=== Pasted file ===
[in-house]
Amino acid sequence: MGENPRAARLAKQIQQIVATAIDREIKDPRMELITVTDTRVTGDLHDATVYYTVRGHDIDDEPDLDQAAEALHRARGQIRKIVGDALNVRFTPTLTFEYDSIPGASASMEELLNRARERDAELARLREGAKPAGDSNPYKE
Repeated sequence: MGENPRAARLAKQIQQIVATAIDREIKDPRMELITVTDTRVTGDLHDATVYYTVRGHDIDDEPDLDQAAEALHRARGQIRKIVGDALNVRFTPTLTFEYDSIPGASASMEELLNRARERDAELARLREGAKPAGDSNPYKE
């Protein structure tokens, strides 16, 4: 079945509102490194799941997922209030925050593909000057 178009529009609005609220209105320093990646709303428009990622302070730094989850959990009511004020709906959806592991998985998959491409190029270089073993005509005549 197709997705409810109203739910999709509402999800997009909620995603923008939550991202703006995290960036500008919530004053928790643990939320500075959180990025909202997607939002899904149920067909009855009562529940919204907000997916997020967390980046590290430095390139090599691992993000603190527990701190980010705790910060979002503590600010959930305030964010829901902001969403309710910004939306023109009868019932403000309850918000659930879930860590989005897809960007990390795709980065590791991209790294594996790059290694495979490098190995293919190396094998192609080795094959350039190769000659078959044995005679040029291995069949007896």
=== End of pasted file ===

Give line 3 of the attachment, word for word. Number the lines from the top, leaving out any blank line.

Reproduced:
Repeated sequence: MGENPRAARLAKQIQQIVATAIDREIKDPRMELITVTDTRVTGDLHDATVYYTVRGHDIDDEPDLDQAAEALHRARGQIRKIVGDALNVRFTPTLTFEYDSIPGASASMEELLNRARERDAELARLREGAKPAGDSNPYKE